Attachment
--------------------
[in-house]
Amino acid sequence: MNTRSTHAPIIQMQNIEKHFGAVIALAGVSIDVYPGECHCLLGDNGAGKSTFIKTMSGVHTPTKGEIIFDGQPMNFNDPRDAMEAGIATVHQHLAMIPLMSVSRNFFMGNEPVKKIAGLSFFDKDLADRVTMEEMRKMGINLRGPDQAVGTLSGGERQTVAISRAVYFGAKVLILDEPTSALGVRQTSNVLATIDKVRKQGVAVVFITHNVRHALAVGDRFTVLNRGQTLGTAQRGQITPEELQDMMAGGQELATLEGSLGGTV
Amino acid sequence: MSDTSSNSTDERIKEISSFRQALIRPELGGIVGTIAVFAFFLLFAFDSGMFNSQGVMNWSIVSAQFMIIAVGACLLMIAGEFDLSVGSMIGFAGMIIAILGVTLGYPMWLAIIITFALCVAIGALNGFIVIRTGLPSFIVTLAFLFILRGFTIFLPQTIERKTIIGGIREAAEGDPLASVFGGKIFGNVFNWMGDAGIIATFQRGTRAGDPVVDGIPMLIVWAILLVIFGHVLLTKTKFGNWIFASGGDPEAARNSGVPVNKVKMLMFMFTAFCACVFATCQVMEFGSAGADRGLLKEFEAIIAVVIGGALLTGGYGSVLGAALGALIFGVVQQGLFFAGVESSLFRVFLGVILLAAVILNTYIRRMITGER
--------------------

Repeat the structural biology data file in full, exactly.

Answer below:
[in-house]
Amino acid sequence: MNTRSTHAPIIQMQNIEKHFGAVIALAGVSIDVYPGECHCLLGDNGAGKSTFIKTMSGVHTPTKGEIIFDGQPMNFNDPRDAMEAGIATVHQHLAMIPLMSVSRNFFMGNEPVKKIAGLSFFDKDLADRVTMEEMRKMGINLRGPDQAVGTLSGGERQTVAISRAVYFGAKVLILDEPTSALGVRQTSNVLATIDKVRKQGVAVVFITHNVRHALAVGDRFTVLNRGQTLGTAQRGQITPEELQDMMAGGQELATLEGSLGGTV
Amino acid sequence: MSDTSSNSTDERIKEISSFRQALIRPELGGIVGTIAVFAFFLLFAFDSGMFNSQGVMNWSIVSAQFMIIAVGACLLMIAGEFDLSVGSMIGFAGMIIAILGVTLGYPMWLAIIITFALCVAIGALNGFIVIRTGLPSFIVTLAFLFILRGFTIFLPQTIERKTIIGGIREAAEGDPLASVFGGKIFGNVFNWMGDAGIIATFQRGTRAGDPVVDGIPMLIVWAILLVIFGHVLLTKTKFGNWIFASGGDPEAARNSGVPVNKVKMLMFMFTAFCACVFATCQVMEFGSAGADRGLLKEFEAIIAVVIGGALLTGGYGSVLGAALGALIFGVVQQGLFFAGVESSLFRVFLGVILLAAVILNTYIRRMITGER